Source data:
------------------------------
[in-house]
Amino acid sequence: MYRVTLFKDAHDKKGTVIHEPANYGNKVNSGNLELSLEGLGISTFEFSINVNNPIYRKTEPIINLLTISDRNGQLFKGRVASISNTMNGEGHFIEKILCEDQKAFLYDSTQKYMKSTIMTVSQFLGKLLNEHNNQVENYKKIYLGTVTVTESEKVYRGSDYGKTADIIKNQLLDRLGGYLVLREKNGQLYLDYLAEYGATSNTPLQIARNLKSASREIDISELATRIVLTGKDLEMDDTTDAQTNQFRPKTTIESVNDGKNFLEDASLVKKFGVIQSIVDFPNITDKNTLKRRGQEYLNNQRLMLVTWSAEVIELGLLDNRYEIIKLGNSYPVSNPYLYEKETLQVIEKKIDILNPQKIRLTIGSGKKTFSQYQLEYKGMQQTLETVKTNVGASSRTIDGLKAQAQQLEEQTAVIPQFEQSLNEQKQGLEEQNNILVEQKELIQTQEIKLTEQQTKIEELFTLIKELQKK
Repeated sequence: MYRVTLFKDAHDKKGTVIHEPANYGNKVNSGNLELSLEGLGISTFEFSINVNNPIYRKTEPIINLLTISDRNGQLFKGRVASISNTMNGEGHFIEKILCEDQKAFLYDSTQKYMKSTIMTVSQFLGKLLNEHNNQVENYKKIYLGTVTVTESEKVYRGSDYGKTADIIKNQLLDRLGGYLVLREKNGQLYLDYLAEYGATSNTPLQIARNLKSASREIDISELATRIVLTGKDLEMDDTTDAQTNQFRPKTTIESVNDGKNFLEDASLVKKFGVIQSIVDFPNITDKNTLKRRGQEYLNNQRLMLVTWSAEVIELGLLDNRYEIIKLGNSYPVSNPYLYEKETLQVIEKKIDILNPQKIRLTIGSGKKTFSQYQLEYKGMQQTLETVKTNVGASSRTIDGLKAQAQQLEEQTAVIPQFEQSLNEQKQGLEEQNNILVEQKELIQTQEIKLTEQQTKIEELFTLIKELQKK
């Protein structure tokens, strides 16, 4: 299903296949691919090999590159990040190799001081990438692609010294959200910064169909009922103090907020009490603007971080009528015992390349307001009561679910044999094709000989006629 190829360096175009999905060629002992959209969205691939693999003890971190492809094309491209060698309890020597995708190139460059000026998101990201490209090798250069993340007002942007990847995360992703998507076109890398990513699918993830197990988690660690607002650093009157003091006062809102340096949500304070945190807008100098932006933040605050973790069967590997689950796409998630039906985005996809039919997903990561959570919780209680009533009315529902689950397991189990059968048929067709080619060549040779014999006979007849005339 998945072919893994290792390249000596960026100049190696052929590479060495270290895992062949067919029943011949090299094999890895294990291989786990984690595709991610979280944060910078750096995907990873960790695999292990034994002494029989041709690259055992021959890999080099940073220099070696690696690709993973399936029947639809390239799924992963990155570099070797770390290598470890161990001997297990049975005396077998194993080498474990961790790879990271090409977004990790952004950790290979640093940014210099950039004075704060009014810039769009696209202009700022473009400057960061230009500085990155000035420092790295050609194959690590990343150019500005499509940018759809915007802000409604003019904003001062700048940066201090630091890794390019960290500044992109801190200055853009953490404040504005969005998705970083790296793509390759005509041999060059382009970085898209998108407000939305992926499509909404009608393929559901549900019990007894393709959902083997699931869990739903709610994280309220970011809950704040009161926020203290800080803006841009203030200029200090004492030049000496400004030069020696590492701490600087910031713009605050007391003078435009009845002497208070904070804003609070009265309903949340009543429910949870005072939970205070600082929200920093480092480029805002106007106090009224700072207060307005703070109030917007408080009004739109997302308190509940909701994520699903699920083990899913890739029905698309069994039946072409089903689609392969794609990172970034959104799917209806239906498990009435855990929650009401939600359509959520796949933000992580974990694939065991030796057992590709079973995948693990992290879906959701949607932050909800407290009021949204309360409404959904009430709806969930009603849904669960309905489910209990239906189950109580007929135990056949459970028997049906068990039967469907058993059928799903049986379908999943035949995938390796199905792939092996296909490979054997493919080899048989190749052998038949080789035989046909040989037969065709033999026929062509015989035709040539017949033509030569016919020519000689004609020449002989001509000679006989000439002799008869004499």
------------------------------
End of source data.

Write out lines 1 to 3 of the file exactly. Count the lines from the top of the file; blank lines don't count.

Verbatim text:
[in-house]
Amino acid sequence: MYRVTLFKDAHDKKGTVIHEPANYGNKVNSGNLELSLEGLGISTFEFSINVNNPIYRKTEPIINLLTISDRNGQLFKGRVASISNTMNGEGHFIEKILCEDQKAFLYDSTQKYMKSTIMTVSQFLGKLLNEHNNQVENYKKIYLGTVTVTESEKVYRGSDYGKTADIIKNQLLDRLGGYLVLREKNGQLYLDYLAEYGATSNTPLQIARNLKSASREIDISELATRIVLTGKDLEMDDTTDAQTNQFRPKTTIESVNDGKNFLEDASLVKKFGVIQSIVDFPNITDKNTLKRRGQEYLNNQRLMLVTWSAEVIELGLLDNRYEIIKLGNSYPVSNPYLYEKETLQVIEKKIDILNPQKIRLTIGSGKKTFSQYQLEYKGMQQTLETVKTNVGASSRTIDGLKAQAQQLEEQTAVIPQFEQSLNEQKQGLEEQNNILVEQKELIQTQEIKLTEQQTKIEELFTLIKELQKK
Repeated sequence: MYRVTLFKDAHDKKGTVIHEPANYGNKVNSGNLELSLEGLGISTFEFSINVNNPIYRKTEPIINLLTISDRNGQLFKGRVASISNTMNGEGHFIEKILCEDQKAFLYDSTQKYMKSTIMTVSQFLGKLLNEHNNQVENYKKIYLGTVTVTESEKVYRGSDYGKTADIIKNQLLDRLGGYLVLREKNGQLYLDYLAEYGATSNTPLQIARNLKSASREIDISELATRIVLTGKDLEMDDTTDAQTNQFRPKTTIESVNDGKNFLEDASLVKKFGVIQSIVDFPNITDKNTLKRRGQEYLNNQRLMLVTWSAEVIELGLLDNRYEIIKLGNSYPVSNPYLYEKETLQVIEKKIDILNPQKIRLTIGSGKKTFSQYQLEYKGMQQTLETVKTNVGASSRTIDGLKAQAQQLEEQTAVIPQFEQSLNEQKQGLEEQNNILVEQKELIQTQEIKLTEQQTKIEELFTLIKELQKK